Philip Hennings – who hunts in a Namibian paradise.

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African Hunting Gazette: Tell our readers when and where you were born.

Philip Hennings: I was born in Namibia, the year of Independence, 1990.

AHG: And tell us all about your family.

PH: Both my parents are born in Germany, and migrated to Namibia in 1989 where they bought a farm near Windhoek. My father, Dietmar Hennings, has been a hunting professional since 1992, and is one of the core founders of the hunting conservancies in Namibia.  My mother, Ute, is a designer and she has produced high-quality rugs made from sheep wool. After the divorce of my parents, my younger brother Jan and I moved with our mother to Cape Town, South Africa.

AHG: How did you become a PH? How did it all begin?

PH: I grew up in the wilderness parts of Namibia, and when I was five, my father took me in my baby seat when he went hunting for mountain zebra, gemsbok and kudu. At the age of nine I was privileged to shoot my first kudu for the meat to present to our village for Christmas.  After finishing school, my intention was to become one of Namibia’s finest PHs. My parents were not very keen for me to only have a PH licence, so I went into aviation mechanics. I knew that mechanical skills are very important when working in the rural parts of Africa. After this qualification no one could tell me anymore what to do and what not to do! Now I was my own man, and pursued the life of a hunter in Africa. At 23 years of age I was hired by a Russian outfitter who had a hunting concession in the northern territories of Cameroon – they knew that I had grown up hunting in Africa and had the skills of managing their camp and being successful with their high-demanding clients.

AHG: Which countries have you hunted, and where are you hunting these days?

PH: In Africa – Cameroon and Namibia.

AHG: If you could return to any time or place in Africa, where would it be?

PH: The mountains of Namibia, especially during the rainy season – then it is a paradise!

AHG: Which guns and ammo are you using to back-up on dangerous or wounded game?

PH:  I like .458 Lott with Norma PH bullets.

AHG: What are your recommendations on guns and ammo to your hunting clients – for dangerous game and for plains game?

PH: For plains game, nothing beats the .300 Win. Mag. with a good quality scope, and loaded with 180-gr bullets. For dangerous game – you need at least a 400-gr bullet, thus .416 and up!

AHG: What is your favorite animal to hunt and why?

PH: The eland. Its senses are phenomenal: it hears well, has a good sense of smell, and sees even better.

AHG: Looking back, which was your greatest trophy and why?

PH: The Lord Derby eland. I had only four days to hunt my own. The Land Cruiser was broken, my hunting team and I were physically exhausted after hunting the whole season. The car eventually gave up. Mentally, I almost gave up on getting my own giant eland. The Mbororo trackers did a voodoo ring of fire, and then eventually I got the truck running, and 15 minutes later, the track of my eland crossed the road.  Last day magic!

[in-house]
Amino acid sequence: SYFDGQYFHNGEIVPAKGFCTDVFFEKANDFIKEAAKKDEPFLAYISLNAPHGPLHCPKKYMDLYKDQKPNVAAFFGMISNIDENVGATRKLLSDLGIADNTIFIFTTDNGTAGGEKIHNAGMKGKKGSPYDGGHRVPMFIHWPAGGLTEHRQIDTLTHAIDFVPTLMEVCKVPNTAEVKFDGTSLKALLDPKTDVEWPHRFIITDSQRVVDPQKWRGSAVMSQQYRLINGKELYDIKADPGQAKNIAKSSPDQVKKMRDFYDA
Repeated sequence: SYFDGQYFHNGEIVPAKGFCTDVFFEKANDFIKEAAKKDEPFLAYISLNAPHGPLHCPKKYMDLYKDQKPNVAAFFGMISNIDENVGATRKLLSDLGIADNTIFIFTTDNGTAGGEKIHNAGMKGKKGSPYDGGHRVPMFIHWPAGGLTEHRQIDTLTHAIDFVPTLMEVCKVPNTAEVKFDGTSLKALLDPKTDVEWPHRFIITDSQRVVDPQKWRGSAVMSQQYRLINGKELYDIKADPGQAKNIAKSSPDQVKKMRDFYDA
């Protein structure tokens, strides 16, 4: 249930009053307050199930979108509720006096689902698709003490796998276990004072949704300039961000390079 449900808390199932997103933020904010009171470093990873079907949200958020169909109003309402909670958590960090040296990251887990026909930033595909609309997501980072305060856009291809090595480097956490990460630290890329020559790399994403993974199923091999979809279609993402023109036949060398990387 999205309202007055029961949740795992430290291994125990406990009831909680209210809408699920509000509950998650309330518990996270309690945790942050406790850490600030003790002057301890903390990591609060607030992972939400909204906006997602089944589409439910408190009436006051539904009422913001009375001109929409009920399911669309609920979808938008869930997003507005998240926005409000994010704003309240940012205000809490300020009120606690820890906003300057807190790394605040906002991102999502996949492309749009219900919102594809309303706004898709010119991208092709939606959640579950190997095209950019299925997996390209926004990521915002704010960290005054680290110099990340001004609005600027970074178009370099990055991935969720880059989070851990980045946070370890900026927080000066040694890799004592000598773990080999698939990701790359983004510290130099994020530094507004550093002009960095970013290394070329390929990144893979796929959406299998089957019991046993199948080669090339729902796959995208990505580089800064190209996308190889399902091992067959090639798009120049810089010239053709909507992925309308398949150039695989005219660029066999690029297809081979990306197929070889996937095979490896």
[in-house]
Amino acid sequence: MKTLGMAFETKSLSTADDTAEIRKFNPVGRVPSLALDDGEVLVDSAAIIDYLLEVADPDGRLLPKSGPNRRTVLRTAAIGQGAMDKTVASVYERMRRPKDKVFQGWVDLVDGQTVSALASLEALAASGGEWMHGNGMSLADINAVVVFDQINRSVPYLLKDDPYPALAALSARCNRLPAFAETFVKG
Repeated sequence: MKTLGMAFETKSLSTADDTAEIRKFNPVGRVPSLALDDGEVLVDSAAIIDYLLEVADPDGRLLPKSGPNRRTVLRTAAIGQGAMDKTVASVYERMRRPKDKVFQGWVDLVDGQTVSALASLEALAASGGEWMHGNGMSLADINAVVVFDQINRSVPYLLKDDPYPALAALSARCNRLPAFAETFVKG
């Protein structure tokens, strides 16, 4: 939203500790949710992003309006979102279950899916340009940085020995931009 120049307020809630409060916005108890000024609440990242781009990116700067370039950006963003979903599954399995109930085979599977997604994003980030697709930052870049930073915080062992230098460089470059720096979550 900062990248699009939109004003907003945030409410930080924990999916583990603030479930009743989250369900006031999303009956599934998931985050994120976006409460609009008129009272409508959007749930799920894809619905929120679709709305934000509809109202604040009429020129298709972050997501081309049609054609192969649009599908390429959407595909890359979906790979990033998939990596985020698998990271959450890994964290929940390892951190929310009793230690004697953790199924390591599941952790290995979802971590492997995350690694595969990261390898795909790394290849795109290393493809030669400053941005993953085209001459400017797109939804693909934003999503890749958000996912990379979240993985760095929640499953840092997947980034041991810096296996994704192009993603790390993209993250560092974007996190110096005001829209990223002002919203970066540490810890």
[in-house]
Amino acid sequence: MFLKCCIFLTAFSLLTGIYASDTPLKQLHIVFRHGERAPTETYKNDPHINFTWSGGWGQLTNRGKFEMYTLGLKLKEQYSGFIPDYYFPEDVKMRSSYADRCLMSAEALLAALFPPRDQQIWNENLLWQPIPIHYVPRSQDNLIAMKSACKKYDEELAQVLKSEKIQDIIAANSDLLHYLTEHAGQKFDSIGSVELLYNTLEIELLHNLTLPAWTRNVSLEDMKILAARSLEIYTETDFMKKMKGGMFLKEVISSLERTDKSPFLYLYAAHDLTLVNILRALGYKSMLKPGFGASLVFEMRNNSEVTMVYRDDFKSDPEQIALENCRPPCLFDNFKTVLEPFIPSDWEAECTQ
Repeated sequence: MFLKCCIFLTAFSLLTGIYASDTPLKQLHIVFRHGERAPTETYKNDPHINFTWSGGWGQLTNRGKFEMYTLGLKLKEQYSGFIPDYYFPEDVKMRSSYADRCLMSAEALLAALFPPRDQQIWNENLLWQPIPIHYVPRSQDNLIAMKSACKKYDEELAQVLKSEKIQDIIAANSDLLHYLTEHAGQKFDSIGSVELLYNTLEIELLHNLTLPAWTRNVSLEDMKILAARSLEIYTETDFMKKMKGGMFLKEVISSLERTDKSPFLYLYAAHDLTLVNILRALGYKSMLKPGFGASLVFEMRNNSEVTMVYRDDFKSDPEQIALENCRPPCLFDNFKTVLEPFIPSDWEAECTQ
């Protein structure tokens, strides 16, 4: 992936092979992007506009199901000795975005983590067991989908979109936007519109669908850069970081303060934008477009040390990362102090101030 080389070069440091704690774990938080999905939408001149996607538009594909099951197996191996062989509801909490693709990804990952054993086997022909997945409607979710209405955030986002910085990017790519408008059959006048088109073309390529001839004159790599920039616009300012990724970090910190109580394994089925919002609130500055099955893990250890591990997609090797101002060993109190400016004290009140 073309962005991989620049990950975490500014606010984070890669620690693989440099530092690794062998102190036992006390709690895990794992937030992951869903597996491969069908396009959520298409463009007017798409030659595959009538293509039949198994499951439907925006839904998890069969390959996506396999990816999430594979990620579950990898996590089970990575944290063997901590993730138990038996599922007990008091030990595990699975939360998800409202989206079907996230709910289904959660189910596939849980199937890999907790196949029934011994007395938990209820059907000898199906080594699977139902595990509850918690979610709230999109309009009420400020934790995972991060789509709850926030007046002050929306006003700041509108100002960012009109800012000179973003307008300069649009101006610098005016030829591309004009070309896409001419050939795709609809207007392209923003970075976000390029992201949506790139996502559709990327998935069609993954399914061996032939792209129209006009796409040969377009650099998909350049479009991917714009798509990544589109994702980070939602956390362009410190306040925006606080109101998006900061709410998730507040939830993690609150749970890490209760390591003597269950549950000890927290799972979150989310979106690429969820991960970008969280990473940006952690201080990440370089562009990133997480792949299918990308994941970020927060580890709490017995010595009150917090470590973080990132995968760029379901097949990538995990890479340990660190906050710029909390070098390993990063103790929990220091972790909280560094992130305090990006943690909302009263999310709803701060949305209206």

AHG: What was your closest brush with death?

PH: We learn from experience, and there we are ultra-careful in dangerous situations!

AHG: How has the hunting industry changed over the years? And the hunting clients themselves?

Since the world has become a very fast place to live, hunting guests unfortunately don’t have so much time anymore.

AHG: Which qualities go into making a successful PH and or a successful hunting company?

PH: My PHs on my team are part of nature. They hunt sustainably and ethically, and will get you whatever you are looking for.  In my whole career I’ve never come across hunters who are so honed and skilled and in tune with their surroundings.  This makes us successful as hunters, and is what makes us successful as a company is that every guest feels welcome and is part of our family.

AHG: Which qualities go into making a good safari client?

PH: BE READY FOR THE ADVENTURE!

AHG: If you should suggest one thing to your hunting clients to improve their experience of their safari, what would it be?

PH: Nothing to improve – just be part of the experience!

AHG: Based on your recent experience in the field, do you think that any species should be upgraded to Appendix I or downgraded to Appendix II or closed all together?

PH: It’s the people involved on the ground who make the difference.

AHG: What can the hunting industry do to contribute to the long-term conservation of Africa’s wildlife?

PH: Every conservationist must keep the wildlife close to his heart.

AHG: Anyone you want to say thanks to?  Or to GTH (Go to Hell)?

PH: First I thank my father and mother who took the risk to leave Europe to live a life in Africa, and secondly, my father for guarding and handing over to me one of the best hunting areas in Africa. Then I thank my two native PHs Isaak Songo and Isak //Hoeb, both of whom have taught me the art of hunting and I know they would place their hand into the fire to protect my guests and myself from any dangerous situation. And I thank all hunting guests that visit and hunt with us to sustain the conservation hunting areas we have.

AHG: Any Last Words of Wisdom?

PH: We will act to protect our wildlife and the open horizon of Namibia!